Here was a moment in the patient-doctor interaction that fell far outside of any medical protocol.

On one hand, Jack was my patient, a man suffering tremendous stress. I grieved for him. On the other, he was a fellow parent who was (I thought) making a big mistake. Guilty or not, his sons needed their father more than ever. When I imagined them in jail and alone, I felt angry at him.

I don’t doubt he felt my surprise–and my disapproval. 

“You’re not even going to call them?” I asked, trying hard to sound neutral. 

He didn’t answer me directly, just went on. “Their mother says they got a lawyer and everything. I think this is just how they have to learn.” 

It was like he was reciting a lesson. This was the story he was telling himself: It’s better for them.

I took a breath, and a minute, trying to calm my warring emotions. Then I forced myself to say something more generous than what I was actually feeling. 

“I’m glad that you’re taking care of yourself. I hope your sons are okay.” Something like that. 

My unspoken response ran more along these lines: You can’t mean that. What are you thinking? Go to them NOW.

I wonder if he sensed my restraint. I wonder if he heard what I didn’t say.

“Yeah. I hope they’ll be okay,” Jack answered. He looked down at the plastic bag he was carrying, then reached in and started to pull out medication bottles.

“I think I need a refill on this one,” he said, clearly wanting to change the subject. I took the bottle from him, and the cue, and moved on.

I scheduled an appointment to recheck his blood pressure the following week, then asked if he wanted to meet with a counselor to help him with what he and his family were going through.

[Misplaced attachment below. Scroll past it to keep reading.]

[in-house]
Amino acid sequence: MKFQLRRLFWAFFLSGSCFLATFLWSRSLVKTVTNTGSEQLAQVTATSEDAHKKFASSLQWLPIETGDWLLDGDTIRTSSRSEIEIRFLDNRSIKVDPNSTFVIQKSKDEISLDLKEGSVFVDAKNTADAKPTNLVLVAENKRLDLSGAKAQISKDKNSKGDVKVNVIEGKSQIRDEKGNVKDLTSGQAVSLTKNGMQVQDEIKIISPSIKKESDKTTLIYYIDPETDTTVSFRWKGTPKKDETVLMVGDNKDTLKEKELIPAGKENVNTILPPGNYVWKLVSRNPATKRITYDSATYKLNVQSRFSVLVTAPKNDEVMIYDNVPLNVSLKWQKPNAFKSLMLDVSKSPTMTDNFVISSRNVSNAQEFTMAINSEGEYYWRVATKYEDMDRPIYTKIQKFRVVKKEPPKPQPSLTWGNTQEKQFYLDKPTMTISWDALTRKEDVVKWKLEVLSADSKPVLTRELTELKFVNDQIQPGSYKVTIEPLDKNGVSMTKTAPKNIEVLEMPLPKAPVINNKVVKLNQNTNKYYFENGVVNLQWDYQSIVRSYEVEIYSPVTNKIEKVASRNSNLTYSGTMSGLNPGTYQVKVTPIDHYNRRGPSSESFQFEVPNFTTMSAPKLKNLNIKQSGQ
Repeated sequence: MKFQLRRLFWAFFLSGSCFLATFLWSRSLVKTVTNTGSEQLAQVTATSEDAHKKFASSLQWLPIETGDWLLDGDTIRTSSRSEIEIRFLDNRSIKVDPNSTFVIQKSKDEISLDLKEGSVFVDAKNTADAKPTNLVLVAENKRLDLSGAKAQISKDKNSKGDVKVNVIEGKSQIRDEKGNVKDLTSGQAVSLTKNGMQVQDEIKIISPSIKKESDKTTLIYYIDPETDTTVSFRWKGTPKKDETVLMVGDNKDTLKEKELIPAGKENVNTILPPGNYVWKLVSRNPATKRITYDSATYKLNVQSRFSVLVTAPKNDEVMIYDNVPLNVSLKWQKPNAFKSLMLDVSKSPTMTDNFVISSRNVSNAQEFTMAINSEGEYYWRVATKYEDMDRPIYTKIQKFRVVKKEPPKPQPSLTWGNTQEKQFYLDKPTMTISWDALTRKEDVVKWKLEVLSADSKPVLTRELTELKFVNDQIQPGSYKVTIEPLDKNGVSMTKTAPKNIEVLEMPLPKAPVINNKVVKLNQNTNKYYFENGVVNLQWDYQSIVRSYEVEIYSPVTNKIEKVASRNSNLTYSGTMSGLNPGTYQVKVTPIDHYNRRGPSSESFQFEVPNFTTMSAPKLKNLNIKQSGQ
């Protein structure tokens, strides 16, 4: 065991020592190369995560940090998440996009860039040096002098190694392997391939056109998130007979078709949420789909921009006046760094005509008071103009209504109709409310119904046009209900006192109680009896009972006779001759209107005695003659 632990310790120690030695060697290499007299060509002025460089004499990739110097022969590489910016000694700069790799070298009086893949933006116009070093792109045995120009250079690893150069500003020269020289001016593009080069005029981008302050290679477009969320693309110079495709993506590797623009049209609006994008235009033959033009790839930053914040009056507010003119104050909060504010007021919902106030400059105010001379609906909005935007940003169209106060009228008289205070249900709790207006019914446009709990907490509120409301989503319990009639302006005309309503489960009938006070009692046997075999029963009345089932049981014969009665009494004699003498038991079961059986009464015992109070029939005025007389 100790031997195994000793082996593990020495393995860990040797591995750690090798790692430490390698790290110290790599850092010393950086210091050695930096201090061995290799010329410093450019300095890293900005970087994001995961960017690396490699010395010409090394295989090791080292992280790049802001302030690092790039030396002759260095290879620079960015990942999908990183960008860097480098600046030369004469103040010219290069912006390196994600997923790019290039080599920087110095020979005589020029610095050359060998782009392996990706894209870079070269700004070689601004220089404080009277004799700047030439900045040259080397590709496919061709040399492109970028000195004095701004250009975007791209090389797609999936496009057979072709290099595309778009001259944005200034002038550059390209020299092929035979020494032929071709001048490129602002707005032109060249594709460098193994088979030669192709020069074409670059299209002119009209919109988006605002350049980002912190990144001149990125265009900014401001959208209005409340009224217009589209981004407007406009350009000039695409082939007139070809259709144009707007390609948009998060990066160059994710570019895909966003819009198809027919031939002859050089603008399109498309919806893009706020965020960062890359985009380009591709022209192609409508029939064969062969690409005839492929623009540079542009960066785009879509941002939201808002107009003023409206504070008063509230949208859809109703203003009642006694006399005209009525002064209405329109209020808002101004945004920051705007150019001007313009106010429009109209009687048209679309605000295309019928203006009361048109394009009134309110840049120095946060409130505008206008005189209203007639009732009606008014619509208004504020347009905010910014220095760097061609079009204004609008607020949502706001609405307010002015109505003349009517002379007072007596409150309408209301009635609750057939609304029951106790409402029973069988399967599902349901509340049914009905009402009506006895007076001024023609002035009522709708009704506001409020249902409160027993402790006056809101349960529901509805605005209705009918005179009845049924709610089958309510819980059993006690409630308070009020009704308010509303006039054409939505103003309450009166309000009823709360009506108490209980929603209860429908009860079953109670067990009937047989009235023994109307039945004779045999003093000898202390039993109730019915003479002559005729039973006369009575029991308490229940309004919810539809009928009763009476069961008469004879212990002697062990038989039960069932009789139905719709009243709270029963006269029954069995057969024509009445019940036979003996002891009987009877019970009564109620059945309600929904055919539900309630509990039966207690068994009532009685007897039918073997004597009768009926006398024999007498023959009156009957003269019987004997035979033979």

“No. I don’t need that. I have people I can talk to.”

Just before Jack left, I checked his blood pressure again. It was almost as high as when he’d arrived.

“You know, I’m wondering,” I began. “About your blood pressure…” 

The words were on the tip of my tongue: Maybe your blood pressure is so high because you’ve decided not to see your sons. 

I stopped speaking, because I saw through myself. There might have been an iota of truth in that thought. But what I really wanted to say was that I wished he would change his mind and go to see his sons. 

“What?” he said.

“Nothing. Never mind.” I walked with him toward the checkout desk, still feeling ambivalent, still uncertain about where caring ended and interfering began. Would I be taking better care of him by telling him what I really believed? In not sharing my reactions, was I being respectful–or just dishonest? 

I still don’t know the answer to those questions. 

“I’ll see you soon,” I told Jack as he left. “And I hope it all goes well.”

About the Author:

Kathy Crowley is a physician at Boston Medical Center and an associate professor of medicine at Boston University. She is a 2012 Massachusetts Cultural Council fellow, and her short stories have been published in literary magazines, nominated for a Pushcart Prize and shortlisted in Best American Short Stories. A founding member of the group writing blog Beyond the Margins, she lives outside of Boston with her husband, three children, assorted pets and lots of unfolded laundry.

Story Editor:

Diane Guernsey